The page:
One of the highest priority targets in the U.S. government's economic war on Cuba has been the food sector. Generating the conditions that lead to hunger and despair qualifies, by virtue of international law, as a crime of genocide and a violation of the Cuban people's right to food.
The blockade measures affect imports of food products destined for the Cuban population, both for direct consumption in the home and social consumption in schools, old age homes, hospitals and day-care centers. They have a direct impact on the people's nutritional levels and consequently on their health.
The prohibitions imposed by the U.S. government on the export of food products to the United States led to 114 million dollars in losses for Cuba in the year 2002 alone.
The fact that transactions take place in a single direction also prevents the rational and efficient use of transportation, given that ships leave Cuba in ballast. This is the case even when the next destination of the ship is not the United States.
An example of this is the case of bulk shipments that could register savings of approximately 36% in transportation costs. Current freight expenditures are around 15.50 dollars per metric ton, when this figure could be reduced to approximately 10.00 dollars if shipments could be taken back to the United States.
The regime of trade disparities corroborated in the so-called Trade Sanctions Reform and Export Enhancement Act passed in October of 2002, while allowing the controlled sale of foodstuffs to Cuba, is irrefutable proof that the blockade, far from being eliminated, is still fully in force, especially due to the rigorous application of additional restrictions to those already established in previous legislation.
In view of this reality, and despite the difficulties and limitations that have prevailed in this one-way trade, the purchase of foodstuffs has been the result of enormous efforts by companies in both countries to succeed in the negotiation, contracting and execution of sales operations.
If trade could be carried out between both countries under normal conditions, the benefits for U.S. farmers and consumers and for all Cubans would be considerable.
For example, if Cuba had not been forced to spend an additional 22.4 million dollars to import food from other markets last year, it could have used this money to purchase 52,000 metric tons of bread wheat, 40,000 metric tons of rice and
4, 000 metric tons of powdered milk from the United States. This would have enriched the basic diet of the Cuban population, while benefiting U.S. producers as well.
The agricultural sector, whose development is essential for food production and consequently for improving the nutrition of the Cuban people, suffered damages of 108.5 million dollars as a result of the U.S. blockade.
The export of tropical fruit to the United States was historically a major Cuban export line until 1959. Given the tariff concessions offered by the United States on imports of fruit, Cuba could export 13 million tons of avocadoes, mangos, coconuts, papayas and other fruits to that country, representing approximately 25 million dollars in income.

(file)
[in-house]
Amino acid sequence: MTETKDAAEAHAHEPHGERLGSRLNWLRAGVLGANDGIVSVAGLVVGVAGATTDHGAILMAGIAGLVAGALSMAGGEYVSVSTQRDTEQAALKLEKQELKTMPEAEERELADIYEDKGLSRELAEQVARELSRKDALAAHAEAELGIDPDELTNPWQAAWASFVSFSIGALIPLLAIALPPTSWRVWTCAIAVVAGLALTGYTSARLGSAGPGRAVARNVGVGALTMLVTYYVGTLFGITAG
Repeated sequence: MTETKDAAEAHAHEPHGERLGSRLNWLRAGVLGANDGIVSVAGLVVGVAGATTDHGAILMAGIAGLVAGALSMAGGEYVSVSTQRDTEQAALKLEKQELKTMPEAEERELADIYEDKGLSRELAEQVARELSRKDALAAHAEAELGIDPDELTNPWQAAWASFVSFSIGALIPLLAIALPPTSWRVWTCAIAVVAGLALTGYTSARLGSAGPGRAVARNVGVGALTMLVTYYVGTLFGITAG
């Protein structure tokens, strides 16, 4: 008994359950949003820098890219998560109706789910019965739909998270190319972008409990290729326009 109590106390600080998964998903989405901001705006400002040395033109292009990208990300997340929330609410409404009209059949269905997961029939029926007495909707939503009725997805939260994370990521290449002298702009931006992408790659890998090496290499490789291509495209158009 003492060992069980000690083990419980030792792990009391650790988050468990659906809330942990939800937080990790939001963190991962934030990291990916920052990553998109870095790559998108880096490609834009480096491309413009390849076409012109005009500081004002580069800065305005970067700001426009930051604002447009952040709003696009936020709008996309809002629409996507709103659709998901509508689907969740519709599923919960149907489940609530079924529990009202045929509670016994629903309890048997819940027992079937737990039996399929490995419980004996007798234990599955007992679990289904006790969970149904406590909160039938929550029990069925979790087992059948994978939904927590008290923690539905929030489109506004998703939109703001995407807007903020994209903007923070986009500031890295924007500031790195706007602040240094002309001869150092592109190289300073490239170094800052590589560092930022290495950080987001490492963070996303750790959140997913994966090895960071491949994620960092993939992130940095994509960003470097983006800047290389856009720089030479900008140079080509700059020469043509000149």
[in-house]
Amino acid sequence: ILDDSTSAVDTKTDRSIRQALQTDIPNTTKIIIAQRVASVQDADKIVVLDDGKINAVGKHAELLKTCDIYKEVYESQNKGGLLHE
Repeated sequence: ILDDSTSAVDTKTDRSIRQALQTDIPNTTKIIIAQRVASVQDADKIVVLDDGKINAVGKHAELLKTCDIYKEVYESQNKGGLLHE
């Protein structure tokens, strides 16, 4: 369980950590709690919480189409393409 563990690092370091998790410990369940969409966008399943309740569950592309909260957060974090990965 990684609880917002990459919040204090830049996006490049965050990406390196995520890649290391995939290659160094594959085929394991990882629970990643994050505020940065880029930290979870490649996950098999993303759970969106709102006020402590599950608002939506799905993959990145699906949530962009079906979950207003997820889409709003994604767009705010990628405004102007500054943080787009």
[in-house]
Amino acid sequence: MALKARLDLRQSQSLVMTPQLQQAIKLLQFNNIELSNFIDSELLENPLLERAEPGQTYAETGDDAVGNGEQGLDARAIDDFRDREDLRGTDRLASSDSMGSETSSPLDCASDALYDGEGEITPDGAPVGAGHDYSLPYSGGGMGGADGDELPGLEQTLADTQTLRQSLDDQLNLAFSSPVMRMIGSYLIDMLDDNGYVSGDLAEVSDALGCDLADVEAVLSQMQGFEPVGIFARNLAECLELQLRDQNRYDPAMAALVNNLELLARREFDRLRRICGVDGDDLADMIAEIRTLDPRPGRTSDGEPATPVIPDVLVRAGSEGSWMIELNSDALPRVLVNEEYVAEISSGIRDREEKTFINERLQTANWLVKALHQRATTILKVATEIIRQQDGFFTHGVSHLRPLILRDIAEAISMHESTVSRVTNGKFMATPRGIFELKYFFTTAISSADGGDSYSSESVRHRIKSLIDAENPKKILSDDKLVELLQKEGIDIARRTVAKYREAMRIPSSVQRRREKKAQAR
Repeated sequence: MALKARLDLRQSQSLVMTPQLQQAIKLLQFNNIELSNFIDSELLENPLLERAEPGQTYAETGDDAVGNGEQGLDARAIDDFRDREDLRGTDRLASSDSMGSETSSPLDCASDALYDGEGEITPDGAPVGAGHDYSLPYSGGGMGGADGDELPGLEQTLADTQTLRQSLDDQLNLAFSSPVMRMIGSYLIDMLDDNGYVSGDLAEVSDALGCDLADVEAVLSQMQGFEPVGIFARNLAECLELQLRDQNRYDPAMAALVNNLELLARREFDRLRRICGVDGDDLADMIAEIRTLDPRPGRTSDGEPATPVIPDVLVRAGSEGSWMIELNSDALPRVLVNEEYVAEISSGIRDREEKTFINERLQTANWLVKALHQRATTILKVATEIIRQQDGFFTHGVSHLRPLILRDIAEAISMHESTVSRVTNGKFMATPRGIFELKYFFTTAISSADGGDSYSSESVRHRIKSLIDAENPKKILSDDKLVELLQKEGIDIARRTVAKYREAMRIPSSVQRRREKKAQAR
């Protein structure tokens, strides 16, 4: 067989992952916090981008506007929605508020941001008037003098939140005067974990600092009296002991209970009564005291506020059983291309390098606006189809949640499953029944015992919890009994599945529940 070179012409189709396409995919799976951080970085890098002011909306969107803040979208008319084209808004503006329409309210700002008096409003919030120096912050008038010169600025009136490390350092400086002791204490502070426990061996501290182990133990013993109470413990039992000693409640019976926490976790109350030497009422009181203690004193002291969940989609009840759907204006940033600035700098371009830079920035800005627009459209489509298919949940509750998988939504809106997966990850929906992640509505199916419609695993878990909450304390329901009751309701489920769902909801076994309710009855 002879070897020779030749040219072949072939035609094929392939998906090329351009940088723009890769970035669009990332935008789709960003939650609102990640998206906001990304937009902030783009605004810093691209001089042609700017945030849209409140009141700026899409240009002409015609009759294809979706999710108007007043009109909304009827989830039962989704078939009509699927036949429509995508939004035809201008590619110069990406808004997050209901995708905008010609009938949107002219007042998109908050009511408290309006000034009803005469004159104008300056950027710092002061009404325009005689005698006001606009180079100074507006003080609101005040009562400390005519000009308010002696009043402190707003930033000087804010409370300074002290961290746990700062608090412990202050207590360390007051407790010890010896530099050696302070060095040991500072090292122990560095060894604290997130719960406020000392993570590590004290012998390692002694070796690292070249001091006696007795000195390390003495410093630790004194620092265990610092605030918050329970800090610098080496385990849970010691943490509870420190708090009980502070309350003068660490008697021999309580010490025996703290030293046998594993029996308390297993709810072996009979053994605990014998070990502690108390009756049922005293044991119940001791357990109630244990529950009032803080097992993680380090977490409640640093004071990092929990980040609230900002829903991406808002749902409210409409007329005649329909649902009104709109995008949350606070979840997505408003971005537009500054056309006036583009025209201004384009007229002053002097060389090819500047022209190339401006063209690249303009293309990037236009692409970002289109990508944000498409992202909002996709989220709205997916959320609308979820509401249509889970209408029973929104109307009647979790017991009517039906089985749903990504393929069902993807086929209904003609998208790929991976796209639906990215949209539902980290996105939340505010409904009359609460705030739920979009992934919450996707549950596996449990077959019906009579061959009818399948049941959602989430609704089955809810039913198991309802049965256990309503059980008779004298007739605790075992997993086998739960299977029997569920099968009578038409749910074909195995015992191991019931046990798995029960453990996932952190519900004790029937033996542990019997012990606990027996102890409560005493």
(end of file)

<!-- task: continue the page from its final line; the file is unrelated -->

With regard to exports of citrus fruits and their derivatives, losses resulting from prices and freight costs are estimated at 4.5 million dollars annually. Approximate 50% of current exports could be redirected to the U.S. market, among other reasons, because of the different dates of the grapefruit season in Cuba and Florida. This means that Cuban grapefruit would not compete with those domestically grown.
Seed potatoes must be imported with freight costs 50% higher than if these were bought from the United States. With this money alone, Cuba could sow an additional 2, 300 hectares and thus produce an additional 57,000 tons, at least, which would obviously benefit the population.
At the same time, the blockade prevents Cuba’s access to the most advanced technologies in the area of animal feed, developed by the United States. If Cuban farmers had access to these technologies, with the current poultry farming stock, they could increase egg production by 291 million units and poultry production by 8, 800 tons.
The direct cost of the blockade in the poultry production sector is estimated at 59.6 million dollars. Solely owing to the need to acquire the raw materials for poultry feed in distant markets, this sector incurs additional costs of more than 10 million dollars annually.
Likewise, the restrictions imposed on Cuba in the acquisition of fuel, spare parts for farming equipment, cargo transportation, pesticides and fertilizers have a negative impact on agricultural and livestock yields. The country must import around 35,000 tires of different sorts every year, 80% of them from Asia and the rest from Eastern Europe, which results in close to half a million dollars in losses through freight costs alone.
Veterinary services are also affected by the pressures exercised by the U.S. authorities to obstruct the acquisition of raw materials for the production of medicines, equipment and diagnostic kits, the latter being produced exclusively by U.S. companies in the majority of cases. These measures have a direct impact on the efforts to combat diseases affecting Cuban animal stocks, some of which were deliberately introduced into the country as a consequence of biological warfare waged by the United States. The fight against just two of these diseases, bovine nodular dermatosis and varroasis in bees, costs the country close to a million dollars annually.